Special Education

When is a Stimulus Not Really a Stimulus?

By Christina A. Samuels — February 06, 2009 3 min read
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For the special education world, seen perpetually underfunded, the prospect of an infusion of $13 billion over two years in federal stimulus funds might seem like a pretty great deal.

But the extra funding has become entangled in spending rules that are a part of the complex Individuals With Disabilities Education Act. And now, some of the same advocates who might be supportive of extra funding are against proposed waiver provisions that they think might ultimately result in fewer programs and services for students with disabilities after the stimulus than before.

First, a caution: the stimulus packages are constantly changing objects right now. So many proposals are coming and going that certain issues are becoming obsolete, only to be replaced by new objects of concern.

But it’s worth paying attention to this issue, if only to remember that federal dollars never come without any strings.

To understand, it helps to go back to the original law. Special education is paid for by a combination of school district, state, and federal dollars. In fiscal 2008, about $11 billion federal dollars were distributed to the states to be used for special education-related services.

The IDEA includes provisions to ensure that districts continue “maintenance of effort,” so that funding levels do not drop from year to year. Part of the maintenance of effort provisions also state that state and local agencies must use federal dollars to “supplement, not supplant” their own efforts.

The 2004 reauthorization of the IDEA offered some exceptions to “supplement, not supplant” provisions. If the federal government allocates more money to a district from one year to the next, the district is allowed to take the difference between the two allocations, halve it, and use that figure to reduce their own funding requirements. See here.

So, if a district received $1 million in federal funds for a fiscal year, and $1.5 million the next fiscal year, the district is allowed to reduce its local funding requirements by $250,000.

Candace Cortiella, the director of The Advocacy Institute and friend of the blog, said the provision was created with the assumption that federal funding for special education would go up over the years. Reducing the state and local funding requirement when federal funds go up recognizes that state and local agencies bear the primary funding burden for special education services and could use relief, Candace told me.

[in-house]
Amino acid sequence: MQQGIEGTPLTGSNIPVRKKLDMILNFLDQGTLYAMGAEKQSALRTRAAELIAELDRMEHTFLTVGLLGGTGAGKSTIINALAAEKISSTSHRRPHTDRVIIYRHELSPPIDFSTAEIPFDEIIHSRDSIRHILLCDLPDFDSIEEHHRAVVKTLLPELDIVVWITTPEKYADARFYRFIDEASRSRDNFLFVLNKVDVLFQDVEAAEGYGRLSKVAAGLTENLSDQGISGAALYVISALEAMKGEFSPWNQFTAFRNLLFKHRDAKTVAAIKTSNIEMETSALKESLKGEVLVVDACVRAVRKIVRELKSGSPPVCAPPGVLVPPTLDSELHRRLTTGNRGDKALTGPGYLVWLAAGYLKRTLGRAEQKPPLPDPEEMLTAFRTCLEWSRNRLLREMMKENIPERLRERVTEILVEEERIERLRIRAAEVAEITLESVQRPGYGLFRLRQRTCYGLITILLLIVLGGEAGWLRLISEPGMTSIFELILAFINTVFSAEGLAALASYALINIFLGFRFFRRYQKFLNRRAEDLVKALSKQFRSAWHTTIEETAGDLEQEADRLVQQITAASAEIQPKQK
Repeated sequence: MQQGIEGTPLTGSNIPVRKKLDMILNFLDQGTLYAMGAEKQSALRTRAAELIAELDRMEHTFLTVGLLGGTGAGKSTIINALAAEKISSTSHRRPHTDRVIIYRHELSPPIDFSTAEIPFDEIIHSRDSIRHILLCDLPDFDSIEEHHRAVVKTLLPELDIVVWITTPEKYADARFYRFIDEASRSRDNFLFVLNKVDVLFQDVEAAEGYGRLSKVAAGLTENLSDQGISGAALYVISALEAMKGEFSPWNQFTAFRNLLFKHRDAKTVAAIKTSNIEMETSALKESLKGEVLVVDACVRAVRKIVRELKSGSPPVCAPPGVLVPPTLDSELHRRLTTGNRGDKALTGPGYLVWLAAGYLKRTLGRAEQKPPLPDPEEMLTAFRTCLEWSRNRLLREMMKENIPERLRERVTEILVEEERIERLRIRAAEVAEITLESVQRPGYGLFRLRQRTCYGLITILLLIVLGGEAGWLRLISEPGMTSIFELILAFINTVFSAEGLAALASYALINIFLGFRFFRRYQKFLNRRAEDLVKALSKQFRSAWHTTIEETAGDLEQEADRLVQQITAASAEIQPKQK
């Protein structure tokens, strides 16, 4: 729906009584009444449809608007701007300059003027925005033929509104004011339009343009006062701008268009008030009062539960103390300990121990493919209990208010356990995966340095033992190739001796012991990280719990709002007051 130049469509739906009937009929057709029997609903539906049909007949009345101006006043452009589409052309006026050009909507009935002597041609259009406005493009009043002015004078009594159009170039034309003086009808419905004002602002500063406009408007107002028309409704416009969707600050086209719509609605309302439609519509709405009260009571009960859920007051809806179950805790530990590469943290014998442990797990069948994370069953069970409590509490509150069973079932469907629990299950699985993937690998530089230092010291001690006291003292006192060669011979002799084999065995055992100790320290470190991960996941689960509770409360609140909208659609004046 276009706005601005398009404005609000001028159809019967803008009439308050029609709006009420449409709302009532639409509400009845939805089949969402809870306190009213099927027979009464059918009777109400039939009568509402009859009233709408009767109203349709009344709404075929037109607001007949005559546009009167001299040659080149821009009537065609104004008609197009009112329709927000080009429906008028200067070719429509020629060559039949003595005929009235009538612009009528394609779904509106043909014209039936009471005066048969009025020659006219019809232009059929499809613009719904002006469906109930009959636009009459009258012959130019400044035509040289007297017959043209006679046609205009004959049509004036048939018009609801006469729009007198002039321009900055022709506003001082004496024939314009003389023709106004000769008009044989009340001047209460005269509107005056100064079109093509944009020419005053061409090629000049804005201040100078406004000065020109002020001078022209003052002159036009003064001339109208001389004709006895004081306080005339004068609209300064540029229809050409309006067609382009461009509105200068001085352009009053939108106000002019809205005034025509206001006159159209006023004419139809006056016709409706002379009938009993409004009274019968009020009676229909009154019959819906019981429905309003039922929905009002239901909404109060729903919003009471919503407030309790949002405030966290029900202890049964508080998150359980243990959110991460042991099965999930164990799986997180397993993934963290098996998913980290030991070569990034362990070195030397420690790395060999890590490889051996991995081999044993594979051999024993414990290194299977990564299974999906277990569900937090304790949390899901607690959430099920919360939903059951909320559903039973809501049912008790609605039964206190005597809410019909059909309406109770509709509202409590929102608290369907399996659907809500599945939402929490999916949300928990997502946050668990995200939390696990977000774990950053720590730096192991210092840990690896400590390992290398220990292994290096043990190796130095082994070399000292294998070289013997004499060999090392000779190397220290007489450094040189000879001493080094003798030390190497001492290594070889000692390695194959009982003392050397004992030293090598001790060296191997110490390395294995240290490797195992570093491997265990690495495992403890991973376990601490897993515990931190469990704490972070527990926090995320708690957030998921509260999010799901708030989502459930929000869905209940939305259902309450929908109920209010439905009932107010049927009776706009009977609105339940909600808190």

The House of Representatives’ version of the stimulus bill makes no changes to any of the funding provisions already in the IDEA. However, the package under debate in the Senate does. In that bill, districts would be allowed to use all of their extra stimulus money to replace, or supplant, local and state funding.

Nancy Reder, the deputy executive director for government affairs for the National Association of State Directors of Special Education, told me that her organization’s members have asked for this flexibility. The organization sees temporary waivers as the best way to absorb and spend this new money on what’s really needed. Also, without the waivers, they’re concerned that the money wouldn’t be spent, and that would hurt future efforts to try and get more special education money on a permanent basis.

Opponents of the waiver proposed in the Senate say that the bill is supposed to improve special education, not just maintain what we already have. If the states and districts are no longer required to maintain their funding efforts, then there’ll be no extra money for students with disabilities, just the same amount of money there was before.

Paul Marchand, the director of the Disability Policy Collaboration for The Arc, is an opponent of this provision. The IDEA already gives the U.S. secretary of education a lot of discretion, and the Senate doesn’t have to go any further, he said.

Again, I caution that because the stimulus bills are changing, some of these issues may soon be resolved. But until they are, it may be premature to celebrate all the “extra” special ed dollars that are coming to the states.

A version of this news article first appeared in the On Special Education blog.